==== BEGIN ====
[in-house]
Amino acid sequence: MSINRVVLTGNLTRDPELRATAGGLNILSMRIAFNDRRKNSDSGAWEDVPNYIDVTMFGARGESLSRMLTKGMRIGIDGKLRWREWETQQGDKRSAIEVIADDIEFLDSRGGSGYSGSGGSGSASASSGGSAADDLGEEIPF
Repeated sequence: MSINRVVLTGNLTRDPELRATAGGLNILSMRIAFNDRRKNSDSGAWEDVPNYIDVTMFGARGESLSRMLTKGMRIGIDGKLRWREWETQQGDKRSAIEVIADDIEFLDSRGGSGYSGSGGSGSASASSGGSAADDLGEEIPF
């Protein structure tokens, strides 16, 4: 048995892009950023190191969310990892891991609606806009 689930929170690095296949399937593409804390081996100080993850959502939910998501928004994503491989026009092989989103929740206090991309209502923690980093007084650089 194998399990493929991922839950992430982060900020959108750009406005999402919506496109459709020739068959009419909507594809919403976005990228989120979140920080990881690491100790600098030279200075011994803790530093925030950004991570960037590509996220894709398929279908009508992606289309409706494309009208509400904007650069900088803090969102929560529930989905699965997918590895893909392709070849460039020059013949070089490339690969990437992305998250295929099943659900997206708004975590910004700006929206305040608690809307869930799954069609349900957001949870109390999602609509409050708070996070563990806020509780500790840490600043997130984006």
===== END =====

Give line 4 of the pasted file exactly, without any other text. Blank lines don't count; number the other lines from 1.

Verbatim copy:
């Protein structure tokens, strides 16, 4: 048995892009950023190191969310990892891991609606806009 689930929170690095296949399937593409804390081996100080993850959502939910998501928004994503491989026009092989989103929740206090991309209502923690980093007084650089 194998399990493929991922839950992430982060900020959108750009406005999402919506496109459709020739068959009419909507594809919403976005990228989120979140920080990881690491100790600098030279200075011994803790530093925030950004991570960037590509996220894709398929279908009508992606289309409706494309009208509400904007650069900088803090969102929560529930989905699965997918590895893909392709070849460039020059013949070089490339690969990437992305998250295929099943659900997206708004975590910004700006929206305040608690809307869930799954069609349900957001949870109390999602609509409050708070996070563990806020509780500790840490600043997130984006």